Thursday, June 3, 2010

Saying Good-Byes (Ch.4 Pt.3)

It was a hot, sticky afternoon in early June. Mrs. Scriven's studio, on the second floor of Boston Music School, sweltered from the heat. Mrs. Scriven met us in the foyer for a lesson in the small recital room downstairs. Her friend, the piano teacher Edna Nitkin, was busy fanning herself with a a book of Czerny Etudes. When Miss Nitkin saw us standing at the doorway, she bolted from the room. Edna Ida Nitkin was a proud woman who, in her youth, had beat Leonard Bernstein at the Mason & Hamlin Annual Competition held at New England Conservatory. She had been awarded the prize by Serge Koussevitzky, Harold Bauer and Joseph Lhevinne, and immediately engaged as soloist with the Boston Symphony. But her greatest pride, in later years, was her Rapunzel-length hair; her crowning achievement. Edna Nitkin was short and stooped, and I thought she was about a hundred years old. My mother was determined to change Edna's style, as she noted that Edna's hair made her look like Cousin Itt from the Addam's Family.

One Christmas, during a gift-giving exchange, my mother, eager with good intent, had purchased a short black wig for Edna, who was at the time my piano teacher. As Miss Nitkin dutifully opened the red and green package from Jordan Marsh, her gnarled fingers trembled with anticipation. "Oh, I wonder what this is!" she exclaimed with glee. But after she untied the ribbon, tore open the box, and found a black polyester/nylon wig that resembled roadkill, she screamed with horror. Edna Nitkin flung the wig onto the floor, and fled from the room in tears. "How could you?" she cried. My piano lessons with Edna Nitkin ended right then and there. My mother had tried to make up with Edna each time their paths crossed, at lessons and recitals, even on the steps of the music school. "Oh Edna. Please don't be angry with me. I just thought you might enjoy a new look, that's all, to emphasize your beautiful face. I wear wigs all the time—they're in vogue."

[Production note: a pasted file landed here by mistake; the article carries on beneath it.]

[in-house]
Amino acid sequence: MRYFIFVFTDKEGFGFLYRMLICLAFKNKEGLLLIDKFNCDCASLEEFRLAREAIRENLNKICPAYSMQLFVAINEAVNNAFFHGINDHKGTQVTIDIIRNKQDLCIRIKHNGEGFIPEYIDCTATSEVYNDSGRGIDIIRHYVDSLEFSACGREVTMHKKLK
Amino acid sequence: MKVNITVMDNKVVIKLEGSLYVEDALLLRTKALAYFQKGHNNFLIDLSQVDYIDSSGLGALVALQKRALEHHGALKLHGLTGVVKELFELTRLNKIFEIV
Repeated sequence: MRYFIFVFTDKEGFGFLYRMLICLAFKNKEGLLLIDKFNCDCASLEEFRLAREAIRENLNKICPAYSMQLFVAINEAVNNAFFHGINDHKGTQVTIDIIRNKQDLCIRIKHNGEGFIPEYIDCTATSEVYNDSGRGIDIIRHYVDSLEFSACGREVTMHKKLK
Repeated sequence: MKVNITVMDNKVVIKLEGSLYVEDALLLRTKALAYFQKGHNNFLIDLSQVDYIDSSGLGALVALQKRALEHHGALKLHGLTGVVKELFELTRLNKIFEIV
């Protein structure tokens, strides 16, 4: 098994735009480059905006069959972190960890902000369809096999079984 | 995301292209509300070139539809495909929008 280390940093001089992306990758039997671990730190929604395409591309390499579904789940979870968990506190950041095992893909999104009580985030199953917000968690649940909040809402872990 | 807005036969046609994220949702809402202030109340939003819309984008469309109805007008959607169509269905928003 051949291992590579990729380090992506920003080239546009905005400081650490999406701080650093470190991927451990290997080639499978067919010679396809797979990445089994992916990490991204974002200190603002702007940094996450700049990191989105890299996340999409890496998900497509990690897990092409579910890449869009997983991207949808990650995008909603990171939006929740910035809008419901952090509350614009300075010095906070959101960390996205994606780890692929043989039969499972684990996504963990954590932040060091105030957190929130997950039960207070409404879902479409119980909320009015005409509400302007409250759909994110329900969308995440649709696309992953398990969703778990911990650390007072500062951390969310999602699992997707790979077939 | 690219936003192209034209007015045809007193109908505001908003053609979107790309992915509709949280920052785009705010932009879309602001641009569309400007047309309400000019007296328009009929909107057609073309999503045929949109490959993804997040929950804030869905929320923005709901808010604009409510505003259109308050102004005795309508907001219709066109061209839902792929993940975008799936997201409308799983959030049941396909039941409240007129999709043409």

But it was to no avail. Edna Nitkin's memory was as long as her hair. 

"I'm shvitzing," said Mrs. Scriven wiping the perspiration off her forehead with a handkerchief. She acknowledged Edna Nitkin's flight from the foyer with rolled eyes. "If we open the windows it just gets warmer. The humidity is making me meshugge. How are you darling?"
I nodded and muttered, "OK."
"Sarah," my mother said reaching for Mrs. Scriven's hand. "We need to talk about the rest of summer, and Marjorie's future. I have news."
"Oh? What sort of news?"
"It's just that—"
"Yes? Come on. What is it? Let's go sit down before we all pass out from this unbearable heat."

She led us to a round table in the sitting room. I placed my elbows on the surface and clasped my hands as if in prayer.
"Well. Our Marjorie has been offered a scholarship to Meadowmount."
Mrs. Scriven sighed loudly and took off her glasses to wipe them.
"So? What about it? It's only a summer music camp. Perhaps she'll get to be with other children for a change. We'll continue our work in the fall."
"Well, I'm afraid—"
"Afraid of what, Mrs. Kransberg?"
"Marjorie's been accepted to Juilliard, on scholarship, as well."